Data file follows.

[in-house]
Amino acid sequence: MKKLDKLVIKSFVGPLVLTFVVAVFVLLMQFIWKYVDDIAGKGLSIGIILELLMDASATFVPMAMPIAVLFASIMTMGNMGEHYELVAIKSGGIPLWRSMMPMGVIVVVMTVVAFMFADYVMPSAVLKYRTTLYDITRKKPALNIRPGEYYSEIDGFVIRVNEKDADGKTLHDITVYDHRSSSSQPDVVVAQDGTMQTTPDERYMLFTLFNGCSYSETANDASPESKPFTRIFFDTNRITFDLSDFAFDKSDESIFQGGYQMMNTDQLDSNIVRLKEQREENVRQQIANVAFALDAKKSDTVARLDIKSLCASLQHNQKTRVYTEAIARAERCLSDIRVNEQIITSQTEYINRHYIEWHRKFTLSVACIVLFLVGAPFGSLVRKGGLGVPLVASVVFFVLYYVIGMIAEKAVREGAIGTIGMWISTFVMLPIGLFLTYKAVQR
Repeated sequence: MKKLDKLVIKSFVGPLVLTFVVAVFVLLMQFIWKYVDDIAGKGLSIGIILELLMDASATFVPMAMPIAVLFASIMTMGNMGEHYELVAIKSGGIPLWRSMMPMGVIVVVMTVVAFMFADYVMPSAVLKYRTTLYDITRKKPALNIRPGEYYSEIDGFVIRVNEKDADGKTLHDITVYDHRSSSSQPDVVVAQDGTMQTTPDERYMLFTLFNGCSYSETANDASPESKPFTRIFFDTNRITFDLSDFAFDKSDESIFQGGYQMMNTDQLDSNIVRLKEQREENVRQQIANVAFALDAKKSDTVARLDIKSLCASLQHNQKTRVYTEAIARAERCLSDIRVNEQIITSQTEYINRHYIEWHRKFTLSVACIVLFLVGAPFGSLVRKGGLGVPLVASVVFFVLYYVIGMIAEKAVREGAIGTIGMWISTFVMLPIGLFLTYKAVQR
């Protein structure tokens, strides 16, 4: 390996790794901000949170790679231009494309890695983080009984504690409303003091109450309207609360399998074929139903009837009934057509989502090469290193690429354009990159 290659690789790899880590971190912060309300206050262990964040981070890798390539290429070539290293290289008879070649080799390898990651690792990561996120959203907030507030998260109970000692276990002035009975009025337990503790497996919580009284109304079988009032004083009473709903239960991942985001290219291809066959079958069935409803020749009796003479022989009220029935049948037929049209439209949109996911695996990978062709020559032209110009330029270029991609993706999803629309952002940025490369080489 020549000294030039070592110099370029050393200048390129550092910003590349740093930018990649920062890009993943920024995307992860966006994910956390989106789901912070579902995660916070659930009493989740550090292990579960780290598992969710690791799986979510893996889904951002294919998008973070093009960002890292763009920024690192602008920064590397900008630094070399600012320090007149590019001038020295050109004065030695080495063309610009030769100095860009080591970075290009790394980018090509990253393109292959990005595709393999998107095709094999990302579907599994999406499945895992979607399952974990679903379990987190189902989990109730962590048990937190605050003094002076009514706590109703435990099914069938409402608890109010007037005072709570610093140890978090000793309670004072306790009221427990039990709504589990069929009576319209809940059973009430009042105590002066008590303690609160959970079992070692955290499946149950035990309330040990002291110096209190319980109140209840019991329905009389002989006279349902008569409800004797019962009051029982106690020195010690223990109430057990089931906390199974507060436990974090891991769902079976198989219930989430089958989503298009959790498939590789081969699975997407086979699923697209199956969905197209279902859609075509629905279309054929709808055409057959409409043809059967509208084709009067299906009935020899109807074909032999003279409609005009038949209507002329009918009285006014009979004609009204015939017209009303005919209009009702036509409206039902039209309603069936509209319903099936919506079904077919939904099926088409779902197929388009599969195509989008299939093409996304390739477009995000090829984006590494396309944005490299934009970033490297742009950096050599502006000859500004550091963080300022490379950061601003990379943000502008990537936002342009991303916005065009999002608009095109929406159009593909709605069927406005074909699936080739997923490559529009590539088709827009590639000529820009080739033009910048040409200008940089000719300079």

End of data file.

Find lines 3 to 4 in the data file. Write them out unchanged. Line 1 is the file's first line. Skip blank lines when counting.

Repeated sequence: MKKLDKLVIKSFVGPLVLTFVVAVFVLLMQFIWKYVDDIAGKGLSIGIILELLMDASATFVPMAMPIAVLFASIMTMGNMGEHYELVAIKSGGIPLWRSMMPMGVIVVVMTVVAFMFADYVMPSAVLKYRTTLYDITRKKPALNIRPGEYYSEIDGFVIRVNEKDADGKTLHDITVYDHRSSSSQPDVVVAQDGTMQTTPDERYMLFTLFNGCSYSETANDASPESKPFTRIFFDTNRITFDLSDFAFDKSDESIFQGGYQMMNTDQLDSNIVRLKEQREENVRQQIANVAFALDAKKSDTVARLDIKSLCASLQHNQKTRVYTEAIARAERCLSDIRVNEQIITSQTEYINRHYIEWHRKFTLSVACIVLFLVGAPFGSLVRKGGLGVPLVASVVFFVLYYVIGMIAEKAVREGAIGTIGMWISTFVMLPIGLFLTYKAVQR
């Protein structure tokens, strides 16, 4: 390996790794901000949170790679231009494309890695983080009984504690409303003091109450309207609360399998074929139903009837009934057509989502090469290193690429354009990159 290659690789790899880590971190912060309300206050262990964040981070890798390539290429070539290293290289008879070649080799390898990651690792990561996120959203907030507030998260109970000692276990002035009975009025337990503790497996919580009284109304079988009032004083009473709903239960991942985001290219291809066959079958069935409803020749009796003479022989009220029935049948037929049209439209949109996911695996990978062709020559032209110009330029270029991609993706999803629309952002940025490369080489 020549000294030039070592110099370029050393200048390129550092910003590349740093930018990649920062890009993943920024995307992860966006994910956390989106789901912070579902995660916070659930009493989740550090292990579960780290598992969710690791799986979510893996889904951002294919998008973070093009960002890292763009920024690192602008920064590397900008630094070399600012320090007149590019001038020295050109004065030695080495063309610009030769100095860009080591970075290009790394980018090509990253393109292959990005595709393999998107095709094999990302579907599994999406499945895992979607399952974990679903379990987190189902989990109730962590048990937190605050003094002076009514706590109703435990099914069938409402608890109010007037005072709570610093140890978090000793309670004072306790009221427990039990709504589990069929009576319209809940059973009430009042105590002066008590303690609160959970079992070692955290499946149950035990309330040990002291110096209190319980109140209840019991329905009389002989006279349902008569409800004797019962009051029982106690020195010690223990109430057990089931906390199974507060436990974090891991769902079976198989219930989430089958989503298009959790498939590789081969699975997407086979699923697209199956969905197209279902859609075509629905279309054929709808055409057959409409043809059967509208084709009067299906009935020899109807074909032999003279409609005009038949209507002329009918009285006014009979004609009204015939017209009303005919209009009702036509409206039902039209309603069936509209319903099936919506079904077919939904099926088409779902197929388009599969195509989008299939093409996304390739477009995000090829984006590494396309944005490299934009970033490297742009950096050599502006000859500004550091963080300022490379950061601003990379943000502008990537936002342009991303916005065009999002608009095109929406159009593909709605069927406005074909699936080739997923490559529009590539088709827009590639000529820009080739033009910048040409200008940089000719300079």